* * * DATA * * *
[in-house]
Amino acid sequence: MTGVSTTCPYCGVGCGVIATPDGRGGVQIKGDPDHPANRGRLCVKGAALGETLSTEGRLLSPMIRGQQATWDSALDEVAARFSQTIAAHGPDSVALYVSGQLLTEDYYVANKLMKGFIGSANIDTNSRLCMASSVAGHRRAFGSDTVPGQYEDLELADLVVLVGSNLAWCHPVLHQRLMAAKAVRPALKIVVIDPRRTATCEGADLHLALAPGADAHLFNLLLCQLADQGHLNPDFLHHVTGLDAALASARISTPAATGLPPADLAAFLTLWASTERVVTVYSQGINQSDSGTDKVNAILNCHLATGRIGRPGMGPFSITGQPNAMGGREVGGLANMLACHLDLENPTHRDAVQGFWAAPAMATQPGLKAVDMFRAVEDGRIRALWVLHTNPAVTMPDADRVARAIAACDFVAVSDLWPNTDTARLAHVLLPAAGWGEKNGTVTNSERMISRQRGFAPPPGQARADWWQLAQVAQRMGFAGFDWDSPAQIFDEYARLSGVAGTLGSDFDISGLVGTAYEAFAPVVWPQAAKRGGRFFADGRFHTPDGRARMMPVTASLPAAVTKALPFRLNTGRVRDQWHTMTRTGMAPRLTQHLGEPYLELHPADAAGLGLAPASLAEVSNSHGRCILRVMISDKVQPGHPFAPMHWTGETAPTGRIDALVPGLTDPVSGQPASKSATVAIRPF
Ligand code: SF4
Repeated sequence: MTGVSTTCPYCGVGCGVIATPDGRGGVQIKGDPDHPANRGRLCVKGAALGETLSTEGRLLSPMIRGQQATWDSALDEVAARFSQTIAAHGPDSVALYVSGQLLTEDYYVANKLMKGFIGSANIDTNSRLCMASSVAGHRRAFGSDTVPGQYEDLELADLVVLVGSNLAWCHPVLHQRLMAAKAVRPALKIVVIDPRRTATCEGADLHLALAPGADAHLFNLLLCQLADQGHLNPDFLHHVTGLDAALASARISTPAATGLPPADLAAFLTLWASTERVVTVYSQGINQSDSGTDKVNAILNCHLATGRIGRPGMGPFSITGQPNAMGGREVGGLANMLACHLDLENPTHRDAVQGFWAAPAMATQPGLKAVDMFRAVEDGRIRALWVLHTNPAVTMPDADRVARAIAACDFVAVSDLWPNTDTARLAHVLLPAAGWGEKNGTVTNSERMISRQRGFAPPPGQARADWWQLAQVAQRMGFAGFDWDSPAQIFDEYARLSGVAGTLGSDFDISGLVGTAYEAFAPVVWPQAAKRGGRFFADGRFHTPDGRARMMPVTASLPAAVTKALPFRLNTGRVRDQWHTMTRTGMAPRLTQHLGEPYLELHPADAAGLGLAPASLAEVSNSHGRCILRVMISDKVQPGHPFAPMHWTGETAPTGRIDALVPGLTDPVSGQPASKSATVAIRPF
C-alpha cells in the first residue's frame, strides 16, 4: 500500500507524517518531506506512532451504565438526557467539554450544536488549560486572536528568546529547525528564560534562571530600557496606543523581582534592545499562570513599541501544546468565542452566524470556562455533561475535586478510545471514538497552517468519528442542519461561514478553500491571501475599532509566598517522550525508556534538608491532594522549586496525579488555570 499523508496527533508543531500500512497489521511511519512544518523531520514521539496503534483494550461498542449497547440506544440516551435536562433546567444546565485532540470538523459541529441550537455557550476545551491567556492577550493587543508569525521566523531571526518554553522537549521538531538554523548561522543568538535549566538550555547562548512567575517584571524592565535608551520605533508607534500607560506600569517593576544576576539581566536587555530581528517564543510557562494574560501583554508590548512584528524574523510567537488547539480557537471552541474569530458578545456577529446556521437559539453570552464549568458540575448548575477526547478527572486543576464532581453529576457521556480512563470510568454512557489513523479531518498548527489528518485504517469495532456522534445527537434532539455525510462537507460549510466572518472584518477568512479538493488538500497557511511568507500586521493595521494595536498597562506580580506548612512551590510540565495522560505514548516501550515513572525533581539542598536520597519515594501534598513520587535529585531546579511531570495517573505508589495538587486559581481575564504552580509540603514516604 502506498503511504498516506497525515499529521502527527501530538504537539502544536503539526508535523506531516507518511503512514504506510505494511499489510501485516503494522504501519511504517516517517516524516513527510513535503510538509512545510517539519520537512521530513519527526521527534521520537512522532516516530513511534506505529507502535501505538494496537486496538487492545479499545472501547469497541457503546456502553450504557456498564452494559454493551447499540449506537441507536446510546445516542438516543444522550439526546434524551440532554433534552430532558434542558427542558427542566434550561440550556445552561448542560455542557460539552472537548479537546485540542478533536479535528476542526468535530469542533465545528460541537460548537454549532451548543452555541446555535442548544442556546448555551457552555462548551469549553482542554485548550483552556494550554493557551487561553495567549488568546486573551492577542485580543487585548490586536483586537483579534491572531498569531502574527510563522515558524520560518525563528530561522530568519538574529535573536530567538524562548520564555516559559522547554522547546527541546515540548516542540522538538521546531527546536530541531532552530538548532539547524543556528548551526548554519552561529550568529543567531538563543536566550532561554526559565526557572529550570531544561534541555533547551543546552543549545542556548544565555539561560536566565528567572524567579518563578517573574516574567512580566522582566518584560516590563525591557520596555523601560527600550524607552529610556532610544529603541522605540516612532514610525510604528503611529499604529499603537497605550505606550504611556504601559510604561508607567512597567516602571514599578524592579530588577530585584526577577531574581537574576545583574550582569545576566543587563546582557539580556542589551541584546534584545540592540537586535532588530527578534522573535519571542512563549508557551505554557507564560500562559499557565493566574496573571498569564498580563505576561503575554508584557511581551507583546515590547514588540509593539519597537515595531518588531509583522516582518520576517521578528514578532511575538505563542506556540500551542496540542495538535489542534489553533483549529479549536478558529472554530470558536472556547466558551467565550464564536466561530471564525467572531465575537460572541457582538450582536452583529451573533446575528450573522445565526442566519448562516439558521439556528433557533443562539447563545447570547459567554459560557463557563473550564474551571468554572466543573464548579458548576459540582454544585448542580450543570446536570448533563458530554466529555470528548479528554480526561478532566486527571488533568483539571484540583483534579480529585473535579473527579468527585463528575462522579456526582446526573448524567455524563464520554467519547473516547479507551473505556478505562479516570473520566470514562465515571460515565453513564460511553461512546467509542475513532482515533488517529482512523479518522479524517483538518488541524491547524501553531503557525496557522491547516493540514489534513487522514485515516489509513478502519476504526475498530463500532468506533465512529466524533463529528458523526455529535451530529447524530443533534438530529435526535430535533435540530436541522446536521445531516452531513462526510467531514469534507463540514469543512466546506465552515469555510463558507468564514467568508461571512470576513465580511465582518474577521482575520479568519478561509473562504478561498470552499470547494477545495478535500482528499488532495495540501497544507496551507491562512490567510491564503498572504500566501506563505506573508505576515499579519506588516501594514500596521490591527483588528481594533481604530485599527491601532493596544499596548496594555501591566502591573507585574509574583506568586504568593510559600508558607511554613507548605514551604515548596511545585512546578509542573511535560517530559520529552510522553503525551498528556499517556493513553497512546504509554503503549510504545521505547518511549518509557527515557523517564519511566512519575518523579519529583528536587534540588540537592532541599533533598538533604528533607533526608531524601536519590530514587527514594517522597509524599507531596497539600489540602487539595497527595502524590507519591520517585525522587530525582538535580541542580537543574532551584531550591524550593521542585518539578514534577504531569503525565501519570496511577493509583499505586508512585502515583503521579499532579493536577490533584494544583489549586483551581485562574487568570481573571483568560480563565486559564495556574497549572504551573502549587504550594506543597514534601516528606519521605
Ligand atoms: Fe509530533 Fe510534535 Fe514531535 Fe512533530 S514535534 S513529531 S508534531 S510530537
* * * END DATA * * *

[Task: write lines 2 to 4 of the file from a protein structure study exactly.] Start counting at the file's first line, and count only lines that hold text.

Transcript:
Amino acid sequence: MTGVSTTCPYCGVGCGVIATPDGRGGVQIKGDPDHPANRGRLCVKGAALGETLSTEGRLLSPMIRGQQATWDSALDEVAARFSQTIAAHGPDSVALYVSGQLLTEDYYVANKLMKGFIGSANIDTNSRLCMASSVAGHRRAFGSDTVPGQYEDLELADLVVLVGSNLAWCHPVLHQRLMAAKAVRPALKIVVIDPRRTATCEGADLHLALAPGADAHLFNLLLCQLADQGHLNPDFLHHVTGLDAALASARISTPAATGLPPADLAAFLTLWASTERVVTVYSQGINQSDSGTDKVNAILNCHLATGRIGRPGMGPFSITGQPNAMGGREVGGLANMLACHLDLENPTHRDAVQGFWAAPAMATQPGLKAVDMFRAVEDGRIRALWVLHTNPAVTMPDADRVARAIAACDFVAVSDLWPNTDTARLAHVLLPAAGWGEKNGTVTNSERMISRQRGFAPPPGQARADWWQLAQVAQRMGFAGFDWDSPAQIFDEYARLSGVAGTLGSDFDISGLVGTAYEAFAPVVWPQAAKRGGRFFADGRFHTPDGRARMMPVTASLPAAVTKALPFRLNTGRVRDQWHTMTRTGMAPRLTQHLGEPYLELHPADAAGLGLAPASLAEVSNSHGRCILRVMISDKVQPGHPFAPMHWTGETAPTGRIDALVPGLTDPVSGQPASKSATVAIRPF
Ligand code: SF4
Repeated sequence: MTGVSTTCPYCGVGCGVIATPDGRGGVQIKGDPDHPANRGRLCVKGAALGETLSTEGRLLSPMIRGQQATWDSALDEVAARFSQTIAAHGPDSVALYVSGQLLTEDYYVANKLMKGFIGSANIDTNSRLCMASSVAGHRRAFGSDTVPGQYEDLELADLVVLVGSNLAWCHPVLHQRLMAAKAVRPALKIVVIDPRRTATCEGADLHLALAPGADAHLFNLLLCQLADQGHLNPDFLHHVTGLDAALASARISTPAATGLPPADLAAFLTLWASTERVVTVYSQGINQSDSGTDKVNAILNCHLATGRIGRPGMGPFSITGQPNAMGGREVGGLANMLACHLDLENPTHRDAVQGFWAAPAMATQPGLKAVDMFRAVEDGRIRALWVLHTNPAVTMPDADRVARAIAACDFVAVSDLWPNTDTARLAHVLLPAAGWGEKNGTVTNSERMISRQRGFAPPPGQARADWWQLAQVAQRMGFAGFDWDSPAQIFDEYARLSGVAGTLGSDFDISGLVGTAYEAFAPVVWPQAAKRGGRFFADGRFHTPDGRARMMPVTASLPAAVTKALPFRLNTGRVRDQWHTMTRTGMAPRLTQHLGEPYLELHPADAAGLGLAPASLAEVSNSHGRCILRVMISDKVQPGHPFAPMHWTGETAPTGRIDALVPGLTDPVSGQPASKSATVAIRPF